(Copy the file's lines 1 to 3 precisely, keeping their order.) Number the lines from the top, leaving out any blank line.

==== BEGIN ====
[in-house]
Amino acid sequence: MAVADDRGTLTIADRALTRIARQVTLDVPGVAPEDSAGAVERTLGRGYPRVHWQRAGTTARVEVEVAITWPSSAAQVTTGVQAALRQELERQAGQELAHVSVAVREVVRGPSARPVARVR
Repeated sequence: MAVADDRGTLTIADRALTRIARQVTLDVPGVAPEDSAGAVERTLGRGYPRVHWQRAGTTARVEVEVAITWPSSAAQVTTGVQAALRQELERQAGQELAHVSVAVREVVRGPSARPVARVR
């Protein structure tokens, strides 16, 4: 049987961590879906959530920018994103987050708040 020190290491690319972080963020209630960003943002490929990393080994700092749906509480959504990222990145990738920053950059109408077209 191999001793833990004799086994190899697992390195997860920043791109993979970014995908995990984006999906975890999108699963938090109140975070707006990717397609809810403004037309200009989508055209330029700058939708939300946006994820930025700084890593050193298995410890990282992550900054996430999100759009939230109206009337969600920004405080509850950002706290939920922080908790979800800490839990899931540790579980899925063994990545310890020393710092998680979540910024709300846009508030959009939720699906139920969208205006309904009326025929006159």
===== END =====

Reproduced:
[in-house]
Amino acid sequence: MAVADDRGTLTIADRALTRIARQVTLDVPGVAPEDSAGAVERTLGRGYPRVHWQRAGTTARVEVEVAITWPSSAAQVTTGVQAALRQELERQAGQELAHVSVAVREVVRGPSARPVARVR
Repeated sequence: MAVADDRGTLTIADRALTRIARQVTLDVPGVAPEDSAGAVERTLGRGYPRVHWQRAGTTARVEVEVAITWPSSAAQVTTGVQAALRQELERQAGQELAHVSVAVREVVRGPSARPVARVR